A House Democrat on Thursday introduced a resolution asking President Trump and Attorney General Jeff Sessions to produce evidence of Trump’s allegation that former President Obama wiretapped him.
The move is the latest in a series of efforts by lawmakers to get to the bottom of Trump’s claims, which he lodged on Twitter nearly two weeks ago without evidence.
Rep. Mike Quigley (D-Ill.), a member of the House Intelligence Committee, introduced a special resolution of inquiry on Thursday requesting that Trump and Sessions give Congress any evidence to explain Trump’s claim that his predecessor illegally ordered the wiretapping of Trump Tower ahead of the presidential election.
Such evidence would include “copies of any document, record, memo, correspondence, or other communication in their possessions, or any portion of any such communication” that relates to Trump’s claims.
“As a member of the Intelligence Committee, I have seen absolutely no evidence that supports the president’s claims,” Quigley said on the House floor Thursday. “President Trump and the Department of Justice have a responsibility to completely clarify the President’s statements on Twitter.”
“If the White House and the Department of Justice are unable to produce this evidence, as I suspect will be the case, the president owes the American people a thorough and immediate explanation and apology,” he added.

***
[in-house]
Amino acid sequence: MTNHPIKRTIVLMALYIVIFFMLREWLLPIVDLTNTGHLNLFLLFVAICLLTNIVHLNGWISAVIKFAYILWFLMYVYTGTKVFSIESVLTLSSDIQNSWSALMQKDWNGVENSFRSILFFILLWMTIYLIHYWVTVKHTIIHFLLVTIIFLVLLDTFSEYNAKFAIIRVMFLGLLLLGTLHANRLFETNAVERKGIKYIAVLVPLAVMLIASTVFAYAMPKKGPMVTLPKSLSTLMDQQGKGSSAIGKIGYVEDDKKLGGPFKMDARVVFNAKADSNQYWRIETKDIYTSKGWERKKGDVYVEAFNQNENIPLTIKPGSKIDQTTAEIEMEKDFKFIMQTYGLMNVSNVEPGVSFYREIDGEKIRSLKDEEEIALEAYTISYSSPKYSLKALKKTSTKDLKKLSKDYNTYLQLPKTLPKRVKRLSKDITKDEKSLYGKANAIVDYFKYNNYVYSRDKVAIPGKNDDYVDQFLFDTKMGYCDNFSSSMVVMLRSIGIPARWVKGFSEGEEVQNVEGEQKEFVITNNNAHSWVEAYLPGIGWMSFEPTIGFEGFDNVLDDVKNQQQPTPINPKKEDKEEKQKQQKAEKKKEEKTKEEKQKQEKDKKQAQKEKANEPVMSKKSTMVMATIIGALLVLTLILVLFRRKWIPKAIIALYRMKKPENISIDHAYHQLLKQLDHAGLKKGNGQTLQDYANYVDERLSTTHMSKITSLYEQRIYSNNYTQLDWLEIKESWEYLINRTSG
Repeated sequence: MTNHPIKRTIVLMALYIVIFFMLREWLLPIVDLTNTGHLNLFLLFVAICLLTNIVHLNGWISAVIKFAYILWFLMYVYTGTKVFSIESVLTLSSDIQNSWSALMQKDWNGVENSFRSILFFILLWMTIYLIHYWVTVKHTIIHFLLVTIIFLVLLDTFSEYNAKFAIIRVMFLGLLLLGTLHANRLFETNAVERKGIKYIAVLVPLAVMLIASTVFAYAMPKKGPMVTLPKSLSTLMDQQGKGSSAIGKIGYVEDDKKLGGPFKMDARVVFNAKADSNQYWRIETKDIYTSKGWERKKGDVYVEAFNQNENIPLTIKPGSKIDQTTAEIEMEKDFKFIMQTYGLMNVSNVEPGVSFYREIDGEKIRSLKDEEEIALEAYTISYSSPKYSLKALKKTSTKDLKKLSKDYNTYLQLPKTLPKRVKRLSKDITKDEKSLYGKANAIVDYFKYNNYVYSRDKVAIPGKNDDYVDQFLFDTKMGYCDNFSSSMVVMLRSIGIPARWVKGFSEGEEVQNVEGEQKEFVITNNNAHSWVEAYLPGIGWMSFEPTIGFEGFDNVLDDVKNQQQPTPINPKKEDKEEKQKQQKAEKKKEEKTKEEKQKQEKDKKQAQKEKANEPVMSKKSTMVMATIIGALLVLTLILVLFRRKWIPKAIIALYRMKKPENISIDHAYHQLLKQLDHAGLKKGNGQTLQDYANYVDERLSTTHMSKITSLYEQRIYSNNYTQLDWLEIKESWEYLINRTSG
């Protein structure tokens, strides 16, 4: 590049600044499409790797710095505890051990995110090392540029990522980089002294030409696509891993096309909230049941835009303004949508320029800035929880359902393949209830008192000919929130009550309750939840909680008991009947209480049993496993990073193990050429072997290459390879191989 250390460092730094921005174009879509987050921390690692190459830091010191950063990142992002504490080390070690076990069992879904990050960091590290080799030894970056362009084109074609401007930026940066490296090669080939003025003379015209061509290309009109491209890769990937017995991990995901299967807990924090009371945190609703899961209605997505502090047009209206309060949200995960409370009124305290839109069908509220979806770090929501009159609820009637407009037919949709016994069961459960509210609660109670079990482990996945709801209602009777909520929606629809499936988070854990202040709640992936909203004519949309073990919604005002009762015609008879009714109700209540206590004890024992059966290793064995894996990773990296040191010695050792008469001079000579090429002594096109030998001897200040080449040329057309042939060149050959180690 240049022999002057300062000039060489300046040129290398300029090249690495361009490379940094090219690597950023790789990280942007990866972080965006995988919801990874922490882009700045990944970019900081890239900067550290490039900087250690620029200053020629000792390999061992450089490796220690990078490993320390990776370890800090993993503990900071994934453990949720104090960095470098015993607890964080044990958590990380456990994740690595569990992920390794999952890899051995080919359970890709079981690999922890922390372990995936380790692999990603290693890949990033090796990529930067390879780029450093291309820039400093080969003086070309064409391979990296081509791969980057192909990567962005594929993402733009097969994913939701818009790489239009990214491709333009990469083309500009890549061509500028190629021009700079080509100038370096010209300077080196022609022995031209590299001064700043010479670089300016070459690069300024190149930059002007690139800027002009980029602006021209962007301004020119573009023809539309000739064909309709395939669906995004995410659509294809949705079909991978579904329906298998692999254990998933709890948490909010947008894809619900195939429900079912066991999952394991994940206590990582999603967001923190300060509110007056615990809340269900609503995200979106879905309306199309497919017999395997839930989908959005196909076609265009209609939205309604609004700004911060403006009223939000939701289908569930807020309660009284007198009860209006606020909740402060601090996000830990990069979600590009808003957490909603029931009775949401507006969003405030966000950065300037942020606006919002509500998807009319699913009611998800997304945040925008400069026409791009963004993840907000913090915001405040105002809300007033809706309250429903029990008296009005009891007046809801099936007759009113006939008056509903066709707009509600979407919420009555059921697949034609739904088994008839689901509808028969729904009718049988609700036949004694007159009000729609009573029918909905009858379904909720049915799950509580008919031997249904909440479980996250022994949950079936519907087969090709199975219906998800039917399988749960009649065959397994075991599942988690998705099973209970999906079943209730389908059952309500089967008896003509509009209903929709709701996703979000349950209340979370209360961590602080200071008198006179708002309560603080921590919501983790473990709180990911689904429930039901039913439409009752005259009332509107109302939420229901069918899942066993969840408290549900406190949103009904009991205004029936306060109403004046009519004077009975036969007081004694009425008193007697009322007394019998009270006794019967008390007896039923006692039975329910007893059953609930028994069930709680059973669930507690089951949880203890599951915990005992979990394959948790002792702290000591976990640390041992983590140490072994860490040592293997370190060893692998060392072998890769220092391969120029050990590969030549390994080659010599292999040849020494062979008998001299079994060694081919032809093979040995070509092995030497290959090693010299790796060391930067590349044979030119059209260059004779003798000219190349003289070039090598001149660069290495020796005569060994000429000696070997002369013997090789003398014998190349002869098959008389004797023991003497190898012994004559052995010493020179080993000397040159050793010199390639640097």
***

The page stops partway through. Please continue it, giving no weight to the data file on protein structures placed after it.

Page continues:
The resolution is referred to the House Judiciary Committee, which must take it up for consideration within 14 legislative days, or else it will automatically go to the floor for a vote.
Earlier this week, the Justice Department asked for time to produce evidence bolstering Trump’s claims, in response to a request from leaders on the House intelligence panel. On Thursday, the Republican and Democratic leaders of the Senate Intelligence Committee said that they have seen “no indications” that Trump Tower was the subject of surveillance by the U.S. government before or after the election.
The White House has defended the claims, though it moved to clarify them earlier this week, saying that Trump did not mean Obama personally engaged in surveillance against him or his associates but the Obama administration broadly.
On Thursday, White House press secretary Sean Spicer said that Trump stood by the allegations.
“There’s been a vast amount of reporting, which I just detailed, about activity that was going on during the 2016 election. There’s no question there were surveillance techniques used throughout this,” Spicer told reporters at the daily press briefing.
“The president has already been very clear that he didn’t mean specifically wiretapping, he had it in quotes,” he said.